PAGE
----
Regarding academic segregation, once the potential confounding factors and country-specific effects are taken into account, an increase in the proportion of students in schools that always use residence-based criteria for enrolment is related to lower concentrations of high achievers in schools. Again, the impact is weak, and the estimates show no significant effect on the concentration of low achievers in schools. This may be explained by the fact that these correlations correspond to short-term effects, while school enrolment policies may take time to produce their full effects (for instance if it shifts household preferences regarding residential segregation). Moreover, the link between residence-based and academic segregation is only indirect, as it is expected mostly to affect the social composition of schools.

Surprisingly, while a positive cross-country correlation is observed between the selectivity of schools and the academic segregation index (Figure 4.3), panel estimates suggest a negative correlation with a change in the concentration of high achievers in certain schools (Figure 4.1). While this result may appear counterintuitive, it may be because a larger number of schools with similar enrolment practices dilutes the effects of those practices. If 10% of schools select their students based on their academic records, then they might end up with the highest-performing students. However, if 80% of schools attempt to select their students based on their academic performance, then the high-performing students in the system may be distributed across more schools. Moreover, even if schools use academic performance as a criterion for enrolment that does not mean that they always select only the top-performing students or that they do not use other admissions criteria as well. For instance, in some countries, regulations may encourage, if not require, schools to accept students with a mix of abilities and socio-economic backgrounds.

However, once other confounding factors are taken into account, an increase in the proportion of students in private schools is positively related to the isolation of low achievers in some schools.

The relationship between the proportions of grade repeaters and students in vocational tracks, and the academic segregation indices appears negligible, once country fixed effects are taken into account.


[1] Borgonovi, F. and A. Pokropek (2017), “Birthplace diversity, income inequality and education gradients in generalised trust: The relevance of cognitive skills in 29 countries”, OECD Education Working Papers, No. 164, OECD Publishing, Paris,

[2] Frankel, D. and O. Volij (2011), “Measuring school segregation”, Journal of Economic Theory,

[5] Givord, P. et al. (2016), “La ségrégation sociale entre les collèges. Quelles différences entre public et privé, aux niveaux national, académique et local ?”, Education et Formations, Vol. 91,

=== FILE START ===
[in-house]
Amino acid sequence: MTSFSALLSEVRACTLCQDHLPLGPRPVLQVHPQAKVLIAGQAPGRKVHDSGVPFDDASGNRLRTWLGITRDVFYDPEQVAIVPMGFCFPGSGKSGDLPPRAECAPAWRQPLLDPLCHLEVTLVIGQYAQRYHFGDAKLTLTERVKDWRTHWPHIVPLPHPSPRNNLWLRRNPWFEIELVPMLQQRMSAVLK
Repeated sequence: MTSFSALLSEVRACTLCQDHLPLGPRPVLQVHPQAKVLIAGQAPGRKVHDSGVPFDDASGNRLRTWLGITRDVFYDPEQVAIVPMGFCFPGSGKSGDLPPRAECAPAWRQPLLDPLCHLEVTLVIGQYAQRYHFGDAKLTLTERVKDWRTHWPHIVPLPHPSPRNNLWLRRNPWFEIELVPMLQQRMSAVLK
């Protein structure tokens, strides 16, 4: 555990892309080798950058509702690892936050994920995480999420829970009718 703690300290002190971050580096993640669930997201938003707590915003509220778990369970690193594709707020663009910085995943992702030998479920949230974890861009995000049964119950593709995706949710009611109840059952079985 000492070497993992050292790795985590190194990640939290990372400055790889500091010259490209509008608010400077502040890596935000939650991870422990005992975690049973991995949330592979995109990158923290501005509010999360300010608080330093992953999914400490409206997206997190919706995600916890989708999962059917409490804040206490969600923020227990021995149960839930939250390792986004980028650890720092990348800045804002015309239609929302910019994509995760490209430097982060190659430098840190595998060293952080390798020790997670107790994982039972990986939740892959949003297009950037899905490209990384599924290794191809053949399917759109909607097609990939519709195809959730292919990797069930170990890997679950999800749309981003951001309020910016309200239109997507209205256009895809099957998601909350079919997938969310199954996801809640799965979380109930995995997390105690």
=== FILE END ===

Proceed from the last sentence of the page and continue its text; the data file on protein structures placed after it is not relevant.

[3] OECD (2017), PISA 2015 Results (Volume III): Students’ Well-Being, PISA, OECD Publishing, Paris,

[4] Tavan, C. (2004), “Public, privé - Trajectoires scolaires et inégalités sociales”, Education et Formations, Vol. 69, (accessed on 3 January 2019).


← 1. This is a common property with the square roots index proposed by Hutchens for binary variable (see (OECD, 2017[3])). The H indicator used here has the advantage of dealing with more than two groups (here, the four groups defined by the quartiles). It corresponds to a measure of relative social diversity within schools. It can be compared to the social inclusion index commonly used in PISA publications, which relies on the continuous measure of socio-economic status; but this estimator cannot be decomposed additively.

← 2. The index is sometimes called the Theil index or Mutual Information Index (Frankel and Volij, 2011[2]). In practice, it is usually much lower than 1, except when a very small proportion of some groups in some schools is observed.

← 3. Formally H = HPriv/Pub + θ PublicH Public + θ PrivateHPrivate with HPriv/Pub is the no-diversity index, measured by comparing the populations of 15-year-old students in private and public schools (taken as only two big entities); HPublic and HPrivate the no-diversity indices estimated amongst respectively public and private schools; θ Private and θ Public the proportion of 15-year-old students in public and private schools.

← 4. This has been observed, for instance, in France (Tavan, 2004[4]; Givord et al., 2016[5]).

← 5. This may also explain why the proportion of students in vocational tracks has the strongest negative correlation with social segregation according to the results shown in Table 4.1.

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Chapter 4. How social and academic segregation are related to school-choice policies